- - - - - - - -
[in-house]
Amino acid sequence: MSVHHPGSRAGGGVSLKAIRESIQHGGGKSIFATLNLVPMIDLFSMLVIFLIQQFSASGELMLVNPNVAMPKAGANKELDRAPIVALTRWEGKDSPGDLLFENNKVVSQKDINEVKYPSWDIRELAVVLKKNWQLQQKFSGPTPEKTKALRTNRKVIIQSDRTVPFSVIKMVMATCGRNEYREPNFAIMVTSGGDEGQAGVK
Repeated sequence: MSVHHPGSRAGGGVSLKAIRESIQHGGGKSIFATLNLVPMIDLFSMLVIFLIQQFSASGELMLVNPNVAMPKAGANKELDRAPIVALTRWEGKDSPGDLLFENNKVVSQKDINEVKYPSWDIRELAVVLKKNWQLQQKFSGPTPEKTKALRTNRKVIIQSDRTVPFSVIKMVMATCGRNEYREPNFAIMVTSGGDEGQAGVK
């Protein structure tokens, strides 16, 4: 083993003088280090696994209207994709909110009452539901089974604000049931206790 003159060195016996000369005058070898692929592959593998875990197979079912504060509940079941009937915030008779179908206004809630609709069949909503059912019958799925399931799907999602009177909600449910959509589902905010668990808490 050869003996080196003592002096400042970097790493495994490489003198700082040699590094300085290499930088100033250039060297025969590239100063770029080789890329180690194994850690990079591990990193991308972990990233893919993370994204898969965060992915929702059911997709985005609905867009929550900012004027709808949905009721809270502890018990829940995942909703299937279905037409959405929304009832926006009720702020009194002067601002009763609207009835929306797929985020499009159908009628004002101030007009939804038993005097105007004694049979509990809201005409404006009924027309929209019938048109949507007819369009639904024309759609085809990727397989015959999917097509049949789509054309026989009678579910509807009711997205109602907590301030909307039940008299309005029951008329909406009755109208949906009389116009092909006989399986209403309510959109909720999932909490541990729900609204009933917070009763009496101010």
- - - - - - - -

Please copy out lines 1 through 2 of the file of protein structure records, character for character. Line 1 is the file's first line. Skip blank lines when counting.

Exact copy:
[in-house]
Amino acid sequence: MSVHHPGSRAGGGVSLKAIRESIQHGGGKSIFATLNLVPMIDLFSMLVIFLIQQFSASGELMLVNPNVAMPKAGANKELDRAPIVALTRWEGKDSPGDLLFENNKVVSQKDINEVKYPSWDIRELAVVLKKNWQLQQKFSGPTPEKTKALRTNRKVIIQSDRTVPFSVIKMVMATCGRNEYREPNFAIMVTSGGDEGQAGVK